I’ve been known to do stupid things with email.
Shocking, isn’t it?
My offenses have ranged from typos to a smart-ass rant about the boss sent to a coworker (and subsequently viewed by the boss, who happened to be standing behind my coworker when she opened it).
My most recent faux pas occurred last week, and fortunately, wasn’t too embarrassing. Well, not unless you consider it embarrassing to extend a dinner invitation to a gentleman you’ve never met living 2,500 miles away with a salutation that begins, “Hey, bitches – you owe me wine.”
That one was more amusing than mortifying, but when you’re querying agents or crafting other professional correspondence, it’s important to avoid looking like a dork.
Here are a couple tips I can share:
Don’t fill in the “to” field until you’re certain it’s perfect. I do this with important messages to avoid the embarrassment of accidentally hitting “send” before spellchecking, proofreading, or removing the note-to-self that reads add something smart here.
Ditch the emoticons and exclamations. Lord knows I love a good smiley from time to time, but when your email message looks like a minefield of exploding happy faces, you’ve gone too far. Ditto that for exclamation points or goofy abbreviations like LOL or BTW or WTSAGP (duh, that’s Want to Split a Grape Popsicle?)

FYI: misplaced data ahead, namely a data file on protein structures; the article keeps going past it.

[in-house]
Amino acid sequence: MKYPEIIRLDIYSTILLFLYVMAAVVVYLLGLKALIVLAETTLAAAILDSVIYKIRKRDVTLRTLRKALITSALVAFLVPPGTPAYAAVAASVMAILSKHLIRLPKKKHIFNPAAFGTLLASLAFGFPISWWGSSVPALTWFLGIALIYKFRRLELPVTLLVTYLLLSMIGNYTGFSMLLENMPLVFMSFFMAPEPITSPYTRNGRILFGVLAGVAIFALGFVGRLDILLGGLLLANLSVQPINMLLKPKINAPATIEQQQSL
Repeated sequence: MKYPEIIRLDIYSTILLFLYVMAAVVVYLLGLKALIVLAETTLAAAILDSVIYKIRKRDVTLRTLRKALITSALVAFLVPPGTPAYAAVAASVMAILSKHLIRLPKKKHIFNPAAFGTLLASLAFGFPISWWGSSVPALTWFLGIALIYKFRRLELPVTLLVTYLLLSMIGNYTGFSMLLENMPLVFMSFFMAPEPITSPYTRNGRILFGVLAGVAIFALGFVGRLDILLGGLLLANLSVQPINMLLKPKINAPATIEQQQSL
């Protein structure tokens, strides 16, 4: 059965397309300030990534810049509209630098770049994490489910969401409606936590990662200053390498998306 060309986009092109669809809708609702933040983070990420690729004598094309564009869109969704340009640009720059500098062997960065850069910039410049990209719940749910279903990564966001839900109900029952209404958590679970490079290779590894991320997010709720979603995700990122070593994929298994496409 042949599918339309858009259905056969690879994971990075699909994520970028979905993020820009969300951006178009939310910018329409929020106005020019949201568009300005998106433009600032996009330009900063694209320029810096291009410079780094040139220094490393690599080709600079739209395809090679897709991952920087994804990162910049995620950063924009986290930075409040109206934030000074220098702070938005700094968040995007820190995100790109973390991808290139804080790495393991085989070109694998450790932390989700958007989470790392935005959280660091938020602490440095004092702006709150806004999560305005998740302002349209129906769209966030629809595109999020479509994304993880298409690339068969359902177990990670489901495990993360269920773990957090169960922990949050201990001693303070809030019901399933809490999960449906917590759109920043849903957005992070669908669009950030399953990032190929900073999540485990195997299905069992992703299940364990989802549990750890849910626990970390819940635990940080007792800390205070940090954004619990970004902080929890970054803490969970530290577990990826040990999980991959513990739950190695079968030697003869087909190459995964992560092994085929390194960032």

Watch the formatting. Back when I was querying agents, it seemed like a good time-saver to copy/paste a query I’d sent to one agent and use that as a starting block to personalize a query for another. Um, no. I couldn’t see it on my end, but that’s a good way to introduce all sorts of weird formatting. I discovered this when I looked in my “sent” folder and realized it looked as though I’d tried to demonstrate my creativity by inserting random paragraph returns in the middle of words.
Sleep on it. I know what it’s like to reach a point that you just want to SEND THE @#$% MESSAGE ALREADY. But when you’ve been staring at the words all day, you’re less apt to notice that you’ve misspelled an agent’s name or extolled the virtues of your extensive background in “pubic relations.” Come back later when you have fresh eyes.
Obviously this isn’t a comprehensive list, but these are a few ways I’ve found to minimize the number of times I look like a goober in a given week.
How about you? Got any embarrassing email mistakes you can share, or tips to help the rest of us avoid those mistakes? Please post in the comments!
I need all the help I can get.